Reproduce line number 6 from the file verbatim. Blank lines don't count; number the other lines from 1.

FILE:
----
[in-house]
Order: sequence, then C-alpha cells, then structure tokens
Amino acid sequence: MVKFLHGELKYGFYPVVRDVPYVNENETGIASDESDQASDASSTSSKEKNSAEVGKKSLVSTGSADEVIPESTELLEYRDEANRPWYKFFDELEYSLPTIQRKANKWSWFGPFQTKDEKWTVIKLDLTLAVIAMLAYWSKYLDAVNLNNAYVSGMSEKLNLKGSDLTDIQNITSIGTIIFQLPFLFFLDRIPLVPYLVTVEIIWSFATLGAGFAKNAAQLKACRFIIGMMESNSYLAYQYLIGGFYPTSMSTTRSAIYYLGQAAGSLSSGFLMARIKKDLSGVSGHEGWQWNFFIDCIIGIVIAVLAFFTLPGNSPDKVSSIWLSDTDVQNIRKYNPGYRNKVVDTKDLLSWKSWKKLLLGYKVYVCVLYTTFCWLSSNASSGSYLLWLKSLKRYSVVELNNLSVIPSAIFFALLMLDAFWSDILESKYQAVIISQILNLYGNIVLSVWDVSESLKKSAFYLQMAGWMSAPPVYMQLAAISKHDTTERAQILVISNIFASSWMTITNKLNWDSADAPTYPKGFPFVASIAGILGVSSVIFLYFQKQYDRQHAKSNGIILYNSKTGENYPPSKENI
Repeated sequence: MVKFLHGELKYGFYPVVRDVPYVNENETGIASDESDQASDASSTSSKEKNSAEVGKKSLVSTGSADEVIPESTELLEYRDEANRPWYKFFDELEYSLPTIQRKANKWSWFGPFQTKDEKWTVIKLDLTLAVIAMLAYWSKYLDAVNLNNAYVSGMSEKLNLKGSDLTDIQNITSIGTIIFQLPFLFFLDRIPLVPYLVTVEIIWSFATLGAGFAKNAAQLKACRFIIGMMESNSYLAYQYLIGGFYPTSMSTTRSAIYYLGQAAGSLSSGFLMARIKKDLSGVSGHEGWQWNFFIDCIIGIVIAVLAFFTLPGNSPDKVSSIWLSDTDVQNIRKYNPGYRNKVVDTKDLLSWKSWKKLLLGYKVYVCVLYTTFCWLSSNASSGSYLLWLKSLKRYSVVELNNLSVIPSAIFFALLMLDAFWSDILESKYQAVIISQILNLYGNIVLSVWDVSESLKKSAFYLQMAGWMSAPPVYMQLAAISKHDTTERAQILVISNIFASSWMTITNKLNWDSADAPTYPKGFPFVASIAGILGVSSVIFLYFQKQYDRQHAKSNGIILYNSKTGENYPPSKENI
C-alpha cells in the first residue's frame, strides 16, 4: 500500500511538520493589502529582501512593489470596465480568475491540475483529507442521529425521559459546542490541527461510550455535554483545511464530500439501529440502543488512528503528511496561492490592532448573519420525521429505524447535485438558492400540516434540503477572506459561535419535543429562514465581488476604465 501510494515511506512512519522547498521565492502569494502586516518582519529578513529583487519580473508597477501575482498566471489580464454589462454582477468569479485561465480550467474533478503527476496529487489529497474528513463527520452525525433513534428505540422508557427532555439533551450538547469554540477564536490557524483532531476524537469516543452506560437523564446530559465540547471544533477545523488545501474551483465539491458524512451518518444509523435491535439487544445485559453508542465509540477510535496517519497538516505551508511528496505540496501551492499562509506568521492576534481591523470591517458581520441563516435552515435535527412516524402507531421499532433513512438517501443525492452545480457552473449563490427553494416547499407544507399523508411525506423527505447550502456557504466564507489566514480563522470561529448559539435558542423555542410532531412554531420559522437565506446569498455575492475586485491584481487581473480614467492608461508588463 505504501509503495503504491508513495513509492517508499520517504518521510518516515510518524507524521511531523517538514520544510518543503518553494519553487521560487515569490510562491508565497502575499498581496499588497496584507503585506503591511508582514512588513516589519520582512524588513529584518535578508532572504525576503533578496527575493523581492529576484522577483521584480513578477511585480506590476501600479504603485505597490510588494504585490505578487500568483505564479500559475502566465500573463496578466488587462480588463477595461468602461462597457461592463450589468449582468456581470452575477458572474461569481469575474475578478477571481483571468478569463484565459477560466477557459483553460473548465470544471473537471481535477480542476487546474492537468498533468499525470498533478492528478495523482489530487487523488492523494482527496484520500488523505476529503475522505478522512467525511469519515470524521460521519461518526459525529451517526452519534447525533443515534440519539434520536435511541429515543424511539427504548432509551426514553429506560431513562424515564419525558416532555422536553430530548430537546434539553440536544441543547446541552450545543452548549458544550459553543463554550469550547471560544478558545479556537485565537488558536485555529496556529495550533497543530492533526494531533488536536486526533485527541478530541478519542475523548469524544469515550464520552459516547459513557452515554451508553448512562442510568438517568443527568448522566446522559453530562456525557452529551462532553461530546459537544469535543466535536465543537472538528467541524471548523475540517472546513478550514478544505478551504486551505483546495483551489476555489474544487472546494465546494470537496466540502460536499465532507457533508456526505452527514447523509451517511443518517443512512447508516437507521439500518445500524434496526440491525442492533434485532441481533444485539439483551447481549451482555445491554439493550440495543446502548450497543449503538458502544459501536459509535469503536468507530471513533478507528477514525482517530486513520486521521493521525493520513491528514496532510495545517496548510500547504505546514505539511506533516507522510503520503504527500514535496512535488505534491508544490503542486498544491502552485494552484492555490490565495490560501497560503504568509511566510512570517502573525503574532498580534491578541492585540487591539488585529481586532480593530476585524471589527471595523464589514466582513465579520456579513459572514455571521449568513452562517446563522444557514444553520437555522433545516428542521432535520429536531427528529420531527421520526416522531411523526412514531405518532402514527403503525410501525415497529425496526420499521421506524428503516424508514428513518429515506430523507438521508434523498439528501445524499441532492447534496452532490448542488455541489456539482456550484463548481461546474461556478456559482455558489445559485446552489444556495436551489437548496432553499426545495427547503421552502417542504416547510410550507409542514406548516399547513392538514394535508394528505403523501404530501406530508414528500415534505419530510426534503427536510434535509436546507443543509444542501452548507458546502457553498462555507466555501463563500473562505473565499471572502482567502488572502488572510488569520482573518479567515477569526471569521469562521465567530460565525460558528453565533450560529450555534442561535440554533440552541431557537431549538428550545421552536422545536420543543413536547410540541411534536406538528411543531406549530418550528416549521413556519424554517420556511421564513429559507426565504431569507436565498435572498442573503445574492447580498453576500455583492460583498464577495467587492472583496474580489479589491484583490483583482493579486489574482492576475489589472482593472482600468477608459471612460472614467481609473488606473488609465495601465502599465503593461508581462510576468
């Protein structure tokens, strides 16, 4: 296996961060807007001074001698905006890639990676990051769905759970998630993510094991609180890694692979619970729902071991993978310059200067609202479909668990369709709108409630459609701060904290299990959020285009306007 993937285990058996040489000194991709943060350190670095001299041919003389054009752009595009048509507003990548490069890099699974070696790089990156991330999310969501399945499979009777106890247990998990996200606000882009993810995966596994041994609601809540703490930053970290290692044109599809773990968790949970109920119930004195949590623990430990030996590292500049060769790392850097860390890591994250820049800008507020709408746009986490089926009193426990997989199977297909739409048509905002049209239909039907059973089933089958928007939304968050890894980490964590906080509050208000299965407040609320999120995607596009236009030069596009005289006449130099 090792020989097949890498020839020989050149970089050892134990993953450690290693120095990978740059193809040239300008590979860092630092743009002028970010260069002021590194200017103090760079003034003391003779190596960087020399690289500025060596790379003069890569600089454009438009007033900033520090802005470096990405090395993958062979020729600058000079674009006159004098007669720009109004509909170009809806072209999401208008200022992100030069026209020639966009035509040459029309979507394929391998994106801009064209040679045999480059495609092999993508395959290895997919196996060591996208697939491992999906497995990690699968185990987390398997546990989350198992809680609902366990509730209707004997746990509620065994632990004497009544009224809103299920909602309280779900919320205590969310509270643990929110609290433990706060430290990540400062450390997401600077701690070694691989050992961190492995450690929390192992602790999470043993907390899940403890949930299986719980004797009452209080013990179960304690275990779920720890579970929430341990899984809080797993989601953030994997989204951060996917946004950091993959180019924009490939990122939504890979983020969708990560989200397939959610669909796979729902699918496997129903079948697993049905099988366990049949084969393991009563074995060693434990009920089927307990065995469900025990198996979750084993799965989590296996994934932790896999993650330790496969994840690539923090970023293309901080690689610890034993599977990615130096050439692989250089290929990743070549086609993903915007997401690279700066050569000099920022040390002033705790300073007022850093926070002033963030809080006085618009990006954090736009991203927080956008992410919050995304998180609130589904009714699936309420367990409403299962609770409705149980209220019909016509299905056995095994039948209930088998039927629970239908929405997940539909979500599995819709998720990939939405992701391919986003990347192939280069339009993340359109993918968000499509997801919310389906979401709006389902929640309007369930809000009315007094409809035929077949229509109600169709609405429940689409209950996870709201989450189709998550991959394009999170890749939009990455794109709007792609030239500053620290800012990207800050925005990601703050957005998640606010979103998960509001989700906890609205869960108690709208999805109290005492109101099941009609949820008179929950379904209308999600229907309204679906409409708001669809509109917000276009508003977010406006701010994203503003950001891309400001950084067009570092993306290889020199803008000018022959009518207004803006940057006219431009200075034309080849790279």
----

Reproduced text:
């Protein structure tokens, strides 16, 4: 296996961060807007001074001698905006890639990676990051769905759970998630993510094991609180890694692979619970729902071991993978310059200067609202479909668990369709709108409630459609701060904290299990959020285009306007 993937285990058996040489000194991709943060350190670095001299041919003389054009752009595009048509507003990548490069890099699974070696790089990156991330999310969501399945499979009777106890247990998990996200606000882009993810995966596994041994609601809540703490930053970290290692044109599809773990968790949970109920119930004195949590623990430990030996590292500049060769790392850097860390890591994250820049800008507020709408746009986490089926009193426990997989199977297909739409048509905002049209239909039907059973089933089958928007939304968050890894980490964590906080509050208000299965407040609320999120995607596009236009030069596009005289006449130099 090792020989097949890498020839020989050149970089050892134990993953450690290693120095990978740059193809040239300008590979860092630092743009002028970010260069002021590194200017103090760079003034003391003779190596960087020399690289500025060596790379003069890569600089454009438009007033900033520090802005470096990405090395993958062979020729600058000079674009006159004098007669720009109004509909170009809806072209999401208008200022992100030069026209020639966009035509040459029309979507394929391998994106801009064209040679045999480059495609092999993508395959290895997919196996060591996208697939491992999906497995990690699968185990987390398997546990989350198992809680609902366990509730209707004997746990509620065994632990004497009544009224809103299920909602309280779900919320205590969310509270643990929110609290433990706060430290990540400062450390997401600077701690070694691989050992961190492995450690929390192992602790999470043993907390899940403890949930299986719980004797009452209080013990179960304690275990779920720890579970929430341990899984809080797993989601953030994997989204951060996917946004950091993959180019924009490939990122939504890979983020969708990560989200397939959610669909796979729902699918496997129903079948697993049905099988366990049949084969393991009563074995060693434990009920089927307990065995469900025990198996979750084993799965989590296996994934932790896999993650330790496969994840690539923090970023293309901080690689610890034993599977990615130096050439692989250089290929990743070549086609993903915007997401690279700066050569000099920022040390002033705790300073007022850093926070002033963030809080006085618009990006954090736009991203927080956008992410919050995304998180609130589904009714699936309420367990409403299962609770409705149980209220019909016509299905056995095994039948209930088998039927629970239908929405997940539909979500599995819709998720990939939405992701391919986003990347192939280069339009993340359109993918968000499509997801919310389906979401709006389902929640309007369930809000009315007094409809035929077949229509109600169709609405429940689409209950996870709201989450189709998550991959394009999170890749939009990455794109709007792609030239500053620290800012990207800050925005990601703050957005998640606010979103998960509001989700906890609205869960108690709208999805109290005492109101099941009609949820008179929950379904209308999600229907309204679906409409708001669809509109917000276009508003977010406006701010994203503003950001891309400001950084067009570092993306290889020199803008000018022959009518207004803006940057006219431009200075034309080849790279």